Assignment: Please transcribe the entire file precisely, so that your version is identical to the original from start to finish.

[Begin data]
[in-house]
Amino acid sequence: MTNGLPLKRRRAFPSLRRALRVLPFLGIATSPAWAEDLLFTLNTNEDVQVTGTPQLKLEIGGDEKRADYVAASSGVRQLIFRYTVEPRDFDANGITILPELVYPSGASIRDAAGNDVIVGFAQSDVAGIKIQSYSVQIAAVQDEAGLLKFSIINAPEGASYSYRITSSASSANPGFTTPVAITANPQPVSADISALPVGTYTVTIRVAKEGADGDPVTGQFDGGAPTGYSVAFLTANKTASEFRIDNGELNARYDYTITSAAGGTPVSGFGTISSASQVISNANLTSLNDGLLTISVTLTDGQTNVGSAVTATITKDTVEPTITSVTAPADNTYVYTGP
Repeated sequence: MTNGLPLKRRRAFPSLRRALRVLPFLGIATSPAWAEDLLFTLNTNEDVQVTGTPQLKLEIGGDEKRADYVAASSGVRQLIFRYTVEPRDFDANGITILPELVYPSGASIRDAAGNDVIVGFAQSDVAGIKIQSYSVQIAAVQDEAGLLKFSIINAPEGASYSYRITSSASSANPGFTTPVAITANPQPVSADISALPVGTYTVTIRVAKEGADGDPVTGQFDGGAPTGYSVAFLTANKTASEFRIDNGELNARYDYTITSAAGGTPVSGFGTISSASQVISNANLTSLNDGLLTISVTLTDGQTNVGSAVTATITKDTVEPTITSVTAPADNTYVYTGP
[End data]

[in-house]
Amino acid sequence: MTNGLPLKRRRAFPSLRRALRVLPFLGIATSPAWAEDLLFTLNTNEDVQVTGTPQLKLEIGGDEKRADYVAASSGVRQLIFRYTVEPRDFDANGITILPELVYPSGASIRDAAGNDVIVGFAQSDVAGIKIQSYSVQIAAVQDEAGLLKFSIINAPEGASYSYRITSSASSANPGFTTPVAITANPQPVSADISALPVGTYTVTIRVAKEGADGDPVTGQFDGGAPTGYSVAFLTANKTASEFRIDNGELNARYDYTITSAAGGTPVSGFGTISSASQVISNANLTSLNDGLLTISVTLTDGQTNVGSAVTATITKDTVEPTITSVTAPADNTYVYTGP
Repeated sequence: MTNGLPLKRRRAFPSLRRALRVLPFLGIATSPAWAEDLLFTLNTNEDVQVTGTPQLKLEIGGDEKRADYVAASSGVRQLIFRYTVEPRDFDANGITILPELVYPSGASIRDAAGNDVIVGFAQSDVAGIKIQSYSVQIAAVQDEAGLLKFSIINAPEGASYSYRITSSASSANPGFTTPVAITANPQPVSADISALPVGTYTVTIRVAKEGADGDPVTGQFDGGAPTGYSVAFLTANKTASEFRIDNGELNARYDYTITSAAGGTPVSGFGTISSASQVISNANLTSLNDGLLTISVTLTDGQTNVGSAVTATITKDTVEPTITSVTAPADNTYVYTGP